PubMed

    Szukiewicz, Dariusz; Szewczyk, Grzegorz; Watroba, Mateusz; Kurowska, Ewa; Maslinski, Slawomir

    2005-01-01

    Vascular endothelial growth factor (VEGF) and placenta growth factor (PlGF) cause vasodilation. We examined the vasomotor response of isolated placental vessels to VEGF and PlGF in normal (group I) and intrauterine growth retardation (IUGR)-complicated pregnancy (group II). Rings of vessels were prepared in vitro and mounted on the vessel myograph plunged in tissue bath. The magnitude of dilation to increased doses of VEGF and PlGF has been studied. VEGF is a more potent vasodilator than PlGF. Both, VEGF- and PlGF-induced vasorelaxation was diminished in the IUGR (group II) nearly by half, compared to control (group I). Relative placental nitric oxide deficiency, or decreased sensitivity to VEGF and PlGF may contribute to the development of high impedance fetoplacental circulation. PMID:15591804

  10. The Role of Vascular Endothelial Growth Factors and Fibroblast Growth Factors in Angiogenesis during Otitis Media

    PubMed Central

    Husseman, Jacob; Palacios, Sean D.; Rivkin, Alexander Z.; Oehl, Heinz; Ryan, Allen F.

    2012-01-01

    The middle ear response to otitis media includes transformation and hyperplasia of the mucosal epithelium and subepithelial connective tissue. Significant neovascularization is also noted, which occurs both to support the hypertrophied mucosa and to mediate the increased trafficking of leukocytes. We investigated the role of two known potent angiogenic growth factor families, the fibroblast growth factors (FGFs) and vascular endothelial growth factors (VEGFs), in middle ear mucosal angiogenesis. DNA microarrays were used to evaluate the expression of FGFs and VEGFs, as well as their receptors and unique signaling proteins, in the middle ears of mice undergoing a complete course of acute bacterial otitis media. In addition, a member of each family was introduced to the middle ear submucosal compartment of the normal middle ears of guinea pigs, by a continuous-release osmotic minipump system over 1 week. During the course of bacterial otitis media, a significant regulation of a number of genes important for angiogenesis was identified. Histologic evaluation of middle ear mucosa following micropump infusion of both FGF1 and VEGF-A showed significant angiogenesis at the site of infusion in comparison to control saline infusion. These results support a role for FGFs and VEGFs in the neovascularization of the middle ear mucosa during otitis media, and offer a potential avenue for therapeutic intervention. PMID:22104377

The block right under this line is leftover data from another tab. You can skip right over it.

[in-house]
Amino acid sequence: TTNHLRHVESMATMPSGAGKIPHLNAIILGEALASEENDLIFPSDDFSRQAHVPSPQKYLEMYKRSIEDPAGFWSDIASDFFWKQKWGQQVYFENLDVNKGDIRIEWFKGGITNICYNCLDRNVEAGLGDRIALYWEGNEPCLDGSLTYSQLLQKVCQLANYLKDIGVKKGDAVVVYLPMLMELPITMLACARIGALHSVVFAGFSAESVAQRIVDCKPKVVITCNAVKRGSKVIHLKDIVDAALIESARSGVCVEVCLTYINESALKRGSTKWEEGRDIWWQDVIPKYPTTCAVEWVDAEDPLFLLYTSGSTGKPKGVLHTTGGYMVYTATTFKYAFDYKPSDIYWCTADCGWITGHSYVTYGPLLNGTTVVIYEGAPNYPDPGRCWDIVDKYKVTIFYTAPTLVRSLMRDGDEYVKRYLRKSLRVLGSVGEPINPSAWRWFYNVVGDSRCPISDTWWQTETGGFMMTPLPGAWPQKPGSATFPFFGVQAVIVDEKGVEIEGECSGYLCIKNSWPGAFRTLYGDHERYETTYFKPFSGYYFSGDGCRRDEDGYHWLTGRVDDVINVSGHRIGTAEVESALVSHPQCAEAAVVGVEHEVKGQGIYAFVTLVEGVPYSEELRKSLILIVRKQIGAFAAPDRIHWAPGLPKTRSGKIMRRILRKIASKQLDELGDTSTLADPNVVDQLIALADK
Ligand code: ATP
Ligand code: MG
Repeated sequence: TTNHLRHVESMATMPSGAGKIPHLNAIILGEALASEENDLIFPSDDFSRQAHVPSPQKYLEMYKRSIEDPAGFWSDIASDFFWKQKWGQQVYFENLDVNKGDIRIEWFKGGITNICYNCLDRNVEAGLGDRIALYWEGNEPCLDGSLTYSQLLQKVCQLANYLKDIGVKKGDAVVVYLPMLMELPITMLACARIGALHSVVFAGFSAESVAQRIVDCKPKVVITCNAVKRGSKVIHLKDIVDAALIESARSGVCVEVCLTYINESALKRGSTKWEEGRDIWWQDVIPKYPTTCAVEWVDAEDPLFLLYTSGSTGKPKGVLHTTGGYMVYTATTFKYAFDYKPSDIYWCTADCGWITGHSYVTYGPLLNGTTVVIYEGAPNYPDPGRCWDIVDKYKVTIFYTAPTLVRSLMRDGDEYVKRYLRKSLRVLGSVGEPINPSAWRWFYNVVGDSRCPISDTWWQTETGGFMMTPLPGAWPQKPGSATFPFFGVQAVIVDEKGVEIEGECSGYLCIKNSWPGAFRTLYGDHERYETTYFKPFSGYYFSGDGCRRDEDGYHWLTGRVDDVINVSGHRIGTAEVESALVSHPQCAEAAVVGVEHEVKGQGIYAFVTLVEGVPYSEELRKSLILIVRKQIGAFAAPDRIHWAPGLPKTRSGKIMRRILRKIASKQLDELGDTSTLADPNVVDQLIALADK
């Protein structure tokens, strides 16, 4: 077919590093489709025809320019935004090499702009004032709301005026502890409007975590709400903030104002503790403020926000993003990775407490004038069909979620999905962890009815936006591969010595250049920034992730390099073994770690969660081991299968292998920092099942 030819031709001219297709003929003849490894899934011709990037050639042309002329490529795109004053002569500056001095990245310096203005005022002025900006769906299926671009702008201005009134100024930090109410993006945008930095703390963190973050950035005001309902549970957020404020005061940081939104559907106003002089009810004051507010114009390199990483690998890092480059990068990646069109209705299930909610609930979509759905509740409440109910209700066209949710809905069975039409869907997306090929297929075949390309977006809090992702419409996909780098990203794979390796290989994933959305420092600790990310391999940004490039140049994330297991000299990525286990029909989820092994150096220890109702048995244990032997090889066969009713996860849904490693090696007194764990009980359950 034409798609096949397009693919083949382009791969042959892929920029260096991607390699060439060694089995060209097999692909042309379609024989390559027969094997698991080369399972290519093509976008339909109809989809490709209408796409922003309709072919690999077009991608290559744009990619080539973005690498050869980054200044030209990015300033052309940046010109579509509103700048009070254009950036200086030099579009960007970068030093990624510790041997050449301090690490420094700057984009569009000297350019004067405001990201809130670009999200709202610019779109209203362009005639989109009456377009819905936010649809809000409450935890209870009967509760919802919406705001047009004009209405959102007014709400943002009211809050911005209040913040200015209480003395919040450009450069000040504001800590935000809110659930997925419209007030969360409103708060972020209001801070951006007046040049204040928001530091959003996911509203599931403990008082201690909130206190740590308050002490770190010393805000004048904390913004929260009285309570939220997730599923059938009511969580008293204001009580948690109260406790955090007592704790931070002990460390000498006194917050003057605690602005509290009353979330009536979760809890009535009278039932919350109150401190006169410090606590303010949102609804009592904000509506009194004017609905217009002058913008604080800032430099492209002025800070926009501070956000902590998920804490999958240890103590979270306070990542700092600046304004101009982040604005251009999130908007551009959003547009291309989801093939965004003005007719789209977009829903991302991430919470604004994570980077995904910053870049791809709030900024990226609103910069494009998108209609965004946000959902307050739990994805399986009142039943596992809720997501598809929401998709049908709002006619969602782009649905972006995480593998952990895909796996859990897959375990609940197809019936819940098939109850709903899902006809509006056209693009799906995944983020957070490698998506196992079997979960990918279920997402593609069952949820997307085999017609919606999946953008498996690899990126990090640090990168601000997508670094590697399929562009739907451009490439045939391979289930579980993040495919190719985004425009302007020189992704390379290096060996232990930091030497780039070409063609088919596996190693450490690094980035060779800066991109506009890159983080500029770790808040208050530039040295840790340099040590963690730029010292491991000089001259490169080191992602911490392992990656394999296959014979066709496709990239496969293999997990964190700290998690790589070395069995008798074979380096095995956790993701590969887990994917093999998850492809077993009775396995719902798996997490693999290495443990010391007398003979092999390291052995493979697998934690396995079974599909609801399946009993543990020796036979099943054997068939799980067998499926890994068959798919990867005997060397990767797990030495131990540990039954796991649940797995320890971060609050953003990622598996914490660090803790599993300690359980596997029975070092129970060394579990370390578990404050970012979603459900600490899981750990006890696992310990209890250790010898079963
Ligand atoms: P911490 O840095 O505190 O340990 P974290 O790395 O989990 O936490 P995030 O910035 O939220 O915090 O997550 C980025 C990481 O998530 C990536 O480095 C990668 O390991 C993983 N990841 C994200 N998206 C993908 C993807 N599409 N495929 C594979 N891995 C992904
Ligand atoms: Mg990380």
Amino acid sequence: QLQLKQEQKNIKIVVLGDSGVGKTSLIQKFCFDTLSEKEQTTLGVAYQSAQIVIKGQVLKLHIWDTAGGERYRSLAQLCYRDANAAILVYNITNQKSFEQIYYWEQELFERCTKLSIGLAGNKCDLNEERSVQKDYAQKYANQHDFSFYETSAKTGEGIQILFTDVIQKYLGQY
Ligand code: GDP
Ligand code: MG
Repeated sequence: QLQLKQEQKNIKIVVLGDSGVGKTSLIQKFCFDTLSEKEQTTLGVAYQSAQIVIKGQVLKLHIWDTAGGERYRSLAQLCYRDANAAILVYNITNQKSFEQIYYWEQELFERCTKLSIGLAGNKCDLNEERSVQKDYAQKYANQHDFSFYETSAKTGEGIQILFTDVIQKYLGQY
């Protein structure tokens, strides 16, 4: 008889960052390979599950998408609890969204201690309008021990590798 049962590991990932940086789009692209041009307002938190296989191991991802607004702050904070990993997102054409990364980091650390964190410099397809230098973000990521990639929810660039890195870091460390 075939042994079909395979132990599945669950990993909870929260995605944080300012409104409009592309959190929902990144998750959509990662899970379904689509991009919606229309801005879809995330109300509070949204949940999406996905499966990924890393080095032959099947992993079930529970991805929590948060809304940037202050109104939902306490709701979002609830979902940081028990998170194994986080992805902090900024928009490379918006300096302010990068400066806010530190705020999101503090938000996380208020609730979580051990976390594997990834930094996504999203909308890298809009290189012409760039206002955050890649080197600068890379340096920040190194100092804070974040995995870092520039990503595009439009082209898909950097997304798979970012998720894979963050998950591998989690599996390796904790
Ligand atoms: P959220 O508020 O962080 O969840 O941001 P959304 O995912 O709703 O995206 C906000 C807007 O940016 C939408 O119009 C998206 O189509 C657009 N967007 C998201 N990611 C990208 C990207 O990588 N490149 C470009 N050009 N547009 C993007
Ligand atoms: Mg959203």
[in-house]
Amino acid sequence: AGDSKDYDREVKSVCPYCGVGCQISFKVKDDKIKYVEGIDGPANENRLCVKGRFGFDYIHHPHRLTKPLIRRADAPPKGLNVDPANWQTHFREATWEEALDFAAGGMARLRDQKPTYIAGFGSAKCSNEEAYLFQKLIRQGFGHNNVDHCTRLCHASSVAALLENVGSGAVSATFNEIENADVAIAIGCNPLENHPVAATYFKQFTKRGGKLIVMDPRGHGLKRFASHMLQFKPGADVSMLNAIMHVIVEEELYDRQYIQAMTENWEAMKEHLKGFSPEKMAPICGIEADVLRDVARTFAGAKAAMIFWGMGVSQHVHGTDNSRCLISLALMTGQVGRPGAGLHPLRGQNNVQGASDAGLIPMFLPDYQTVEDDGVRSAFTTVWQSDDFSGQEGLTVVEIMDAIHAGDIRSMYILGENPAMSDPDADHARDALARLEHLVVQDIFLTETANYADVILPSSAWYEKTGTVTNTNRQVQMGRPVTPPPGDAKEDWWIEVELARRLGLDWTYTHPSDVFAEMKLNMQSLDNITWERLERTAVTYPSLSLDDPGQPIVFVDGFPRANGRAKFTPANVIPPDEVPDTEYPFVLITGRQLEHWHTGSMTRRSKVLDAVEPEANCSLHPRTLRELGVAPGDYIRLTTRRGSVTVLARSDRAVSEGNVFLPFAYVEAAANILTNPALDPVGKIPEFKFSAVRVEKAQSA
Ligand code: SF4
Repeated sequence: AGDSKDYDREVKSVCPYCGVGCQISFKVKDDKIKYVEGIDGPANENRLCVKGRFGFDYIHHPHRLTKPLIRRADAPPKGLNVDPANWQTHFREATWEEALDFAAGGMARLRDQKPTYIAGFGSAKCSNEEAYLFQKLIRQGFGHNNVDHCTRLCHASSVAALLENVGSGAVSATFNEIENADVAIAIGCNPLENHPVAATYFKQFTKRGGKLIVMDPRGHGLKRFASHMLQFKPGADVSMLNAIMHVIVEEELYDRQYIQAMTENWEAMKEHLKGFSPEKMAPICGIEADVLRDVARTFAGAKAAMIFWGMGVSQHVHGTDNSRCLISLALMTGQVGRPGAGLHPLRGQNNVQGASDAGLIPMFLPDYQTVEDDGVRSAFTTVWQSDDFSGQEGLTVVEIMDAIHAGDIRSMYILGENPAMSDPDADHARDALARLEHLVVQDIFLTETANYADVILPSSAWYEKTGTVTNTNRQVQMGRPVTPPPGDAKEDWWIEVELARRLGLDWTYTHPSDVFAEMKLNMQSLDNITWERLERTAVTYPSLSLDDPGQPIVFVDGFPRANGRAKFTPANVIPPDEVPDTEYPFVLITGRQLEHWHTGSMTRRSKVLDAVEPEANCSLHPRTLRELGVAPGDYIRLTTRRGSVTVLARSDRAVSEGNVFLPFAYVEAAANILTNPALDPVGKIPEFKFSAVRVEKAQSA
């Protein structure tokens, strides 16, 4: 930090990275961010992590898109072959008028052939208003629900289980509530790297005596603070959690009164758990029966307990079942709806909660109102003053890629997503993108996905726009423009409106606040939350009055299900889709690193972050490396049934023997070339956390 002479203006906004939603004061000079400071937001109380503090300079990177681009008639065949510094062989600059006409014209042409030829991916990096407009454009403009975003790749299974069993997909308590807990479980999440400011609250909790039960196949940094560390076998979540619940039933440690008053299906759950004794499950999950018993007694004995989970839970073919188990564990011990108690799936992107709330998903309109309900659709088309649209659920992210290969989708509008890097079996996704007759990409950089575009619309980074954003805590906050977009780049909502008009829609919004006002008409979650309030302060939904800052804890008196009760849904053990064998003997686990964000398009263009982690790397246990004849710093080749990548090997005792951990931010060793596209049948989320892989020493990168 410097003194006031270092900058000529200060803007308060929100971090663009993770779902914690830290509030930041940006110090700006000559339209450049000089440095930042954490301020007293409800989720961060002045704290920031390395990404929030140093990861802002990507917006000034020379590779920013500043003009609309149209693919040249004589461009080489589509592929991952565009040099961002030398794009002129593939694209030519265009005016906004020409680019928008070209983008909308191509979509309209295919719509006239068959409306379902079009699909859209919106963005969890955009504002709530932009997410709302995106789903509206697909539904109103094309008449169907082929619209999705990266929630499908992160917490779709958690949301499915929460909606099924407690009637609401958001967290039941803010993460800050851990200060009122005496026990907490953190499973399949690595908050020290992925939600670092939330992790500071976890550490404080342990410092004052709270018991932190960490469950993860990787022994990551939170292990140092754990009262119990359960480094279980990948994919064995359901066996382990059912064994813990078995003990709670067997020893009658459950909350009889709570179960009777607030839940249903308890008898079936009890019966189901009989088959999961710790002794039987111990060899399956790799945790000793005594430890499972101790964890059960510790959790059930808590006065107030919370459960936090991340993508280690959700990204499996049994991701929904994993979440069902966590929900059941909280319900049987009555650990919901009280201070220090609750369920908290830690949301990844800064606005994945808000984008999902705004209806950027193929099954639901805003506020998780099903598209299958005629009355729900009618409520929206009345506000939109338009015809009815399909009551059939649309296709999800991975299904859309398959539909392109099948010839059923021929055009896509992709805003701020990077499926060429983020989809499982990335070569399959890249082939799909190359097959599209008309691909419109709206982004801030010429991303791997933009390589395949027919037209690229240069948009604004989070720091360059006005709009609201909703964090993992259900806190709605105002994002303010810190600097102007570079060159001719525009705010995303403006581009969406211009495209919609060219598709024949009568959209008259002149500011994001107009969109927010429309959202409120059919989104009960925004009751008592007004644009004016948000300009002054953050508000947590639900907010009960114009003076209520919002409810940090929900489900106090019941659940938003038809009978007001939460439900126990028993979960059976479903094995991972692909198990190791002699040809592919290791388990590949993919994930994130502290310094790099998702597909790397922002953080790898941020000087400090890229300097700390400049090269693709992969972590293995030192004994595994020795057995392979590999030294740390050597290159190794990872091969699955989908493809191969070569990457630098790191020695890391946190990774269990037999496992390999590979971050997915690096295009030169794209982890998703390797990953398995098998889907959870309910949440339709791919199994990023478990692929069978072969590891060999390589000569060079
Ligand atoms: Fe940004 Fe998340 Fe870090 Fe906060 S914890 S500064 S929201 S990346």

11. Direct binding of hepatocyte growth factor and vascular endothelial growth factor to CD44v6

    PubMed Central

    Volz, Yvonne; Koschut, David; Matzke-Ogi, Alexandra; Dietz, Marina S.; Karathanasis, Christos; Richert, Ludovic; Wagner, Moritz G.; Mély, Yves; Heilemann, Mike; Niemann, Hartmut H.; Orian-Rousseau, Véronique

    2015-01-01

    CD44v6, a member of the CD44 family of transmembrane glycoproteins is a co-receptor for two receptor tyrosine kinases (RTKs), Met and VEGFR-2 (vascular endothelial growth factor receptor 2). CD44v6 is not only required for the activation of these RTKs but also for signalling. In order to understand the role of CD44v6 in Met and VEGFR-2 activation and signalling we tested whether CD44v6 binds to their ligands, HGF (hepatocyte growth factor) and VEGF (vascular endothelial growth factor), respectively. FACS analysis and cellular ELISA showed binding of HGF and VEGF only to cells expressing CD44v6. Direct binding of CD44v6 to HGF and VEGF was demonstrated in pull-down assays and the binding affinities were determined using MicroScale Thermophoresis, fluorescence correlation spectroscopy and fluorescence anisotropy. The binding affinity of CD44v6 to HGF is in the micromolar range in contrast with the high-affinity binding measured in the case of VEGF and CD44v6, which is in the nanomolar range. These data reveal a heparan sulfate-independent direct binding of CD44v6 to the ligands of Met and VEGFR-2 and suggest different roles of CD44v6 for these RTKs. PMID:26181364